• An iterable of executable strings to run against the database fixture.

  • A SQLAlchemy metadata or declarative base instance.

    • Used to pre-populate the fixture with all Schemas and Tables found on the instance.

  • A Rows instance.

Adding any of these to your create_*_fixture call will result in a fixture which is preset with whatever DDL and data you provided.

These fixtures will also reset to the pre-set data/DDL every time they are used - there will be NO data leakage or side-effects from one test to the other.

Statements

The Statements class is used to supply a create_*_function with an ordered list of statments to execute.

# tests/conftest.py:

from pytest_mock_resources import create_redshift_fixture, Statements

statements = Statements(
    """
    CREATE TABLE account(
      user_id serial PRIMARY KEY,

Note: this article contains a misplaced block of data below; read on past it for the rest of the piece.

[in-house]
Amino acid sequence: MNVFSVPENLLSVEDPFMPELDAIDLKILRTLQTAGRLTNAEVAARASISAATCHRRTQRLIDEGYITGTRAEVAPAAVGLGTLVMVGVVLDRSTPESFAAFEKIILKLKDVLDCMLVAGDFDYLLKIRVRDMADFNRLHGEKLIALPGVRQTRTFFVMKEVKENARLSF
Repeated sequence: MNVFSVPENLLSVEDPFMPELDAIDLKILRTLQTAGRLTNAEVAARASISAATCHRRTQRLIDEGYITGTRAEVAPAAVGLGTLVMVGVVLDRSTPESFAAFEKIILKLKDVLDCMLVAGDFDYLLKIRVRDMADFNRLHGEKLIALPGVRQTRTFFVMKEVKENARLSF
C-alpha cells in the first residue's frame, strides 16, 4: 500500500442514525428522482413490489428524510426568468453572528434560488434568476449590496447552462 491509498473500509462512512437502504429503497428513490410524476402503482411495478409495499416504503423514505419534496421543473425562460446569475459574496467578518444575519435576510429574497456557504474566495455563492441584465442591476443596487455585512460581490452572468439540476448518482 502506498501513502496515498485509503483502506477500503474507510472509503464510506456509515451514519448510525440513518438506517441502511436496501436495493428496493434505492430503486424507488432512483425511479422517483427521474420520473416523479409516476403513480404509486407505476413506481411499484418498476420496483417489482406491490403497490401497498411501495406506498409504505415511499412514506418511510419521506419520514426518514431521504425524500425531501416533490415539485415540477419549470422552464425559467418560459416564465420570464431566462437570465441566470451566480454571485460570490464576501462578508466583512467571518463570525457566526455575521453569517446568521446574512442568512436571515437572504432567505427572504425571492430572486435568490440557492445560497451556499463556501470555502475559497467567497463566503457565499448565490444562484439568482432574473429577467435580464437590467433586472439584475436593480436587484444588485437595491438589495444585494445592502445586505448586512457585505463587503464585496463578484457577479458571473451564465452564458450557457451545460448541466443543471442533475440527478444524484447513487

username VARCHAR (50) UNIQUE NOT NULL,
      password VARCHAR (50) NOT NULL
    );
    """,
    """
    INSERT INTO account VALUES (1, 'user1', 'password1')
    """,
)

redshift = create_redshift_fixture(
    statements,
)

Note, you can execute arbitrary SQL strings or SQLAlchemy statements (DDL or otherwise), and the listed statements will be executed on a fresh database for each test. This ensures that the state of the database is identical across all tests which share that fixture.

# tests/test_something.py:

def test_something_exists(redshift):
    execute = redshift.execute("SELECT password FROM account")

    result = sorted([row[0] for row in execute])
    assert ["password1"] == result

Metadata/Models

The SQLAlchemy ORM allows you to define declarative models to represent your database tables and then use those models to interface with your database.

The create_*_fixture functions can take in any number of SQLAlchemy metadata or Base instances and use them to to create DDL.

For example, given a models package:

# src/package/models.py:

from sqlalchemy import Column, Integer, String
from sqlalchemy.ext.declarative import declarative_base

Base = declarative_base()